A TV television show is a feature-length, episode-long motion picture that’s produced and specifically released for television by or for a television network, rather than for theatrical presentation at movie theaters. Unlike a musical, a TV series features music and may have multiple characters, sometimes alternating between the characters of a musical and an extra character (the actors). Actors are normally hired to do stand-up or funny comedy; in movies, they usually act as a part of a team. TV series are usually filmed on location outside the studio or production facility.
In your query “Why are the images in question, hosted on a social networking site, do not portray child abuse?” You can answer this question in several ways. For example, you could say that such images do not depict child abuse due to the fact that the alleged victims are adults, and that they were probably meant to be humor. On the other hand, you could say that such images glamorize child abuse, which may also be an explanation. Nevertheless, if we examine both explanations, you will find that the actual question is: Why do the images in question, hosted on a social networking site, do not portray child abuse?
As I suggested earlier, the reason why the images in question do not portray child abuse is because they are not real. They are images created by humans, which can easily be filtered out by humans, and which can easily be altered or fabricated for the sole purpose of harming another human being. The same goes for images on YouTube. These sites routinely get millions of visitors each day. They are viewed by people all over the world, and many of them are perfectly sane, law-abiding citizens.
While it is true that the images and videos on such services are bound to get filtered out, that does not mean that they are not spreading. All this means is that there is something wrong with the way in which such media are surfacing. It has been found that some of the most popular video sharing websites have robust systems aimed at filtering out “bad” material. At the same time, most of these sites offer users the opportunity to post their own materials – creative materials included. This means that the end result is that anyone who wishes to view child pornography can do so, even though such material may not necessarily be “good” material.
In the final analysis, it becomes clear that this problem cannot be solved by watching TV programs in the privacy of one’s home. There are too many factors at work here. Those watching TV television have chosen to do so at a particular time. When these individuals do not wish to see offensive material, they will continue to do so, and those wishing to view such content will do so at another time.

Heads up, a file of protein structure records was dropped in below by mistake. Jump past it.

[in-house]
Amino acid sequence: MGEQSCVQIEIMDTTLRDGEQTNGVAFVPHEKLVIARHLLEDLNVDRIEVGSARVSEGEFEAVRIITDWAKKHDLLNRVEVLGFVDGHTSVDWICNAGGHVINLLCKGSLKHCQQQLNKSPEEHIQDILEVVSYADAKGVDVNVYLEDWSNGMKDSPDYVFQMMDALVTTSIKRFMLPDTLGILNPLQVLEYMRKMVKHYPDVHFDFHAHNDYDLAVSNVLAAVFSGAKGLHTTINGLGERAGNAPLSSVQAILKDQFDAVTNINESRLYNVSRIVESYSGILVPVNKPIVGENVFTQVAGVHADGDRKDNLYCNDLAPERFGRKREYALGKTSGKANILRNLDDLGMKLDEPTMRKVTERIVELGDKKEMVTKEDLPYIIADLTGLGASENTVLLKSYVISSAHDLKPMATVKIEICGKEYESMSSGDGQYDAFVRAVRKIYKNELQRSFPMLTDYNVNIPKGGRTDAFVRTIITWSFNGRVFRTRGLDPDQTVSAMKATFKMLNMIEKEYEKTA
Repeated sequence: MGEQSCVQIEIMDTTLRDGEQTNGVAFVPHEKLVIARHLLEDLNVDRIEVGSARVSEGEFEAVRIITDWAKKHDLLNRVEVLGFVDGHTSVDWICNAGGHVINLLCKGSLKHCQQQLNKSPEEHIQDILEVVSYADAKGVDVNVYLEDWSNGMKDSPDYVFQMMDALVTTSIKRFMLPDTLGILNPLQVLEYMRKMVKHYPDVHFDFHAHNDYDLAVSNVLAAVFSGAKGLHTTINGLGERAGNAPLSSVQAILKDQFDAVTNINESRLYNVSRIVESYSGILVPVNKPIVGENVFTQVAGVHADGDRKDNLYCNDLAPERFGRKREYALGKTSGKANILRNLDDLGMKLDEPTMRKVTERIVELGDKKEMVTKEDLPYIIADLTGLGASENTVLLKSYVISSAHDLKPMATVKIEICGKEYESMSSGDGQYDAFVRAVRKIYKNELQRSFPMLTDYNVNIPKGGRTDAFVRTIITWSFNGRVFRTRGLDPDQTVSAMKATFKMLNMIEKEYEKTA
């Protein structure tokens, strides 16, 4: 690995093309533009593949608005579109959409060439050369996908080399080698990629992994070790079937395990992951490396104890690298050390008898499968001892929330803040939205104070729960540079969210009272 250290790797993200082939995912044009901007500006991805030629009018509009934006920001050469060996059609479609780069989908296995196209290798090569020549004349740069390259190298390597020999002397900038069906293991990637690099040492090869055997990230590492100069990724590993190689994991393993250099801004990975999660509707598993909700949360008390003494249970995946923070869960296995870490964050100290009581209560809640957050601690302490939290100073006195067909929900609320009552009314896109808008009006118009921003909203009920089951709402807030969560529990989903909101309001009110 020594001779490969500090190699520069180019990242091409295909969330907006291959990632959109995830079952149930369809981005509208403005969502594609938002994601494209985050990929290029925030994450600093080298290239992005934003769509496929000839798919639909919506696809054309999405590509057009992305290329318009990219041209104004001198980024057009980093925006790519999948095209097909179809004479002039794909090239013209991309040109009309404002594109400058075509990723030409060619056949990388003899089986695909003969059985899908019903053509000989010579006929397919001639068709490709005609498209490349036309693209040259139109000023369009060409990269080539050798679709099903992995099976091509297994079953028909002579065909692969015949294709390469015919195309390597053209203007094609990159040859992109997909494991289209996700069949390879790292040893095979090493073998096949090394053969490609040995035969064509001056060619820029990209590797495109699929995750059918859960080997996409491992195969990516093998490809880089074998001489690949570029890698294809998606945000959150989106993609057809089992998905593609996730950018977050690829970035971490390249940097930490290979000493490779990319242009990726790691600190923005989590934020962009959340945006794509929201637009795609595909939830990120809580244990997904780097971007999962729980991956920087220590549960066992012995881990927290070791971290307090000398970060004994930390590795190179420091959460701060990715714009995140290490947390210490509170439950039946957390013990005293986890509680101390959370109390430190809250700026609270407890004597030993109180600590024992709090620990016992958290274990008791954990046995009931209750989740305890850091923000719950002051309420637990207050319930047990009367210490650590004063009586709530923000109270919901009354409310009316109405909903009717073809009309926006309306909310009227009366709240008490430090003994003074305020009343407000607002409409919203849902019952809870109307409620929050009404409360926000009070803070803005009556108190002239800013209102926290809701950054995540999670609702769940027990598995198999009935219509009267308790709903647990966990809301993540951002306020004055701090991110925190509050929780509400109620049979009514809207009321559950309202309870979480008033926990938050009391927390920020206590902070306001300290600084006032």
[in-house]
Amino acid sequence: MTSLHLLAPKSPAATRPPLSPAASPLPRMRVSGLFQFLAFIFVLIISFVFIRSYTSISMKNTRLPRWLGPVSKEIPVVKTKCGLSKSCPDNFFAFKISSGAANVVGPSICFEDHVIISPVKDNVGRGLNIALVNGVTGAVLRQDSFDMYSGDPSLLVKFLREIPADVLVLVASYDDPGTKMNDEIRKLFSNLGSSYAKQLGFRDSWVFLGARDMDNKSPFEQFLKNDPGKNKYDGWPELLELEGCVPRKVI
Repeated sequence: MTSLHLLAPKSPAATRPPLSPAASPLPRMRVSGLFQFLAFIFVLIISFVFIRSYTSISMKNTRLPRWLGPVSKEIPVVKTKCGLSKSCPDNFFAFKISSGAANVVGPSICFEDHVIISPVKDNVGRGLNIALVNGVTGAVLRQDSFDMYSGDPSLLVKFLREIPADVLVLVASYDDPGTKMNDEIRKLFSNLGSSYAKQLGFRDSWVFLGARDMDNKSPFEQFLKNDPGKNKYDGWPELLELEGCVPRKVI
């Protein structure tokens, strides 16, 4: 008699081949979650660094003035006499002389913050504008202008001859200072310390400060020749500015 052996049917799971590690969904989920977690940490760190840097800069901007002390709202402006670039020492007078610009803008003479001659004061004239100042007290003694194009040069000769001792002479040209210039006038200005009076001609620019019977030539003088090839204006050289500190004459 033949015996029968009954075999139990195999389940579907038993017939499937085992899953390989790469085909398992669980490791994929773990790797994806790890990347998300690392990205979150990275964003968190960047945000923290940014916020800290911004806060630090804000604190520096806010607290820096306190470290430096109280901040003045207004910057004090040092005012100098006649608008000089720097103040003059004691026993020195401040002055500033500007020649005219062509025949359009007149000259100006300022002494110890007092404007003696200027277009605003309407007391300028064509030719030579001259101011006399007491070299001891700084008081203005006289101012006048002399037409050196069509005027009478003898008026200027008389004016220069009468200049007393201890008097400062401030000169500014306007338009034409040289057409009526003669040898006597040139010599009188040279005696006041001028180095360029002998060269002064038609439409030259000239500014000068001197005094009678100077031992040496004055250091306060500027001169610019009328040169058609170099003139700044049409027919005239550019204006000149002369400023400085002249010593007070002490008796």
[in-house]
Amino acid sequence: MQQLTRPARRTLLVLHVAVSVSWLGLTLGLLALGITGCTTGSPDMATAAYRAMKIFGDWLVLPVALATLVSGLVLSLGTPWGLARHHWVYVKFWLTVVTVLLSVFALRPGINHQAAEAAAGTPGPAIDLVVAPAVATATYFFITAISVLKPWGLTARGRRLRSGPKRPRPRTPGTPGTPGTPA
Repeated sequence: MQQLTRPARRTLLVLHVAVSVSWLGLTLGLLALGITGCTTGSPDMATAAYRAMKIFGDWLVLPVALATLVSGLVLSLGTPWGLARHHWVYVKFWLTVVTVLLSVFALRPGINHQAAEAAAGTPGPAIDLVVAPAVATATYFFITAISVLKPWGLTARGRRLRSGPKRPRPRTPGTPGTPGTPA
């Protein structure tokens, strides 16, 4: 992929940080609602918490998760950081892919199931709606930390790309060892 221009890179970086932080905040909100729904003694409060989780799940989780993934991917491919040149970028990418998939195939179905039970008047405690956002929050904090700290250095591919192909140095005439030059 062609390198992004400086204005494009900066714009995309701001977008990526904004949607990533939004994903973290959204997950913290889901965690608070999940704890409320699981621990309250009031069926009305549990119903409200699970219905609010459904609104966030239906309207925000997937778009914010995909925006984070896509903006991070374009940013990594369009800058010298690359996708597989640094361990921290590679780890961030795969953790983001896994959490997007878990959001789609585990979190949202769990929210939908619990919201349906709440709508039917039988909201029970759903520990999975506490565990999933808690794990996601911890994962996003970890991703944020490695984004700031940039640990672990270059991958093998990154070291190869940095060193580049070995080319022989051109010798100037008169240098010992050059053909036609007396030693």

The next question to answer is whether such material should be blocked altogether. That is to say, is it possible to prevent viewers from accessing sites with offensive content by physically preventing them from entering the site? If so, this is certainly a step in the right direction, as it shows that such sites are unacceptable; however, such a blocking method will never be entirely effective since we are talking about the Internet, where the servers of the sites are able to enter any server, both worldwide and within individual countries.
Such blocking methods will, ultimately, fail because of the nature of the Internet itself. People do not visit websites based solely on the appearance of a website. Rather, they look for information, which they will then seek out through other means. This is the very basis of Search Engines and why they have been used to effectively reduce the amount of offensive content that appears in searches. As long as such robust systems aimed at preventing child sex abuse material from surfacing on the Internet continue to exist, individuals will be able to find anything they want on the Internet-it is just a matter of using them. Thankfully, such systems are currently in place, and it is up to users to use them responsibly.
One solution to the problem of pornography websites appearing on TV is to have them screened on satellite or cable TV channels. As long as such programs are targeted towards a mainstream audience (i.e., typically those who watch the popular broadcast TV series), it would be very difficult for pornographers to successfully penetrate such television channels. If such a policy was put into effect, it would not only help decrease the amount of offensive materials being viewed, but would also provide a counterbalance against videos featuring violence, harassment, and other sexual content. With these kinds of movies reaching an all-time high in popularity, it would certainly not be surprising to see a similar policy adopted for other kinds of offensive materials posted on websites other than traditional broadcast TV programming.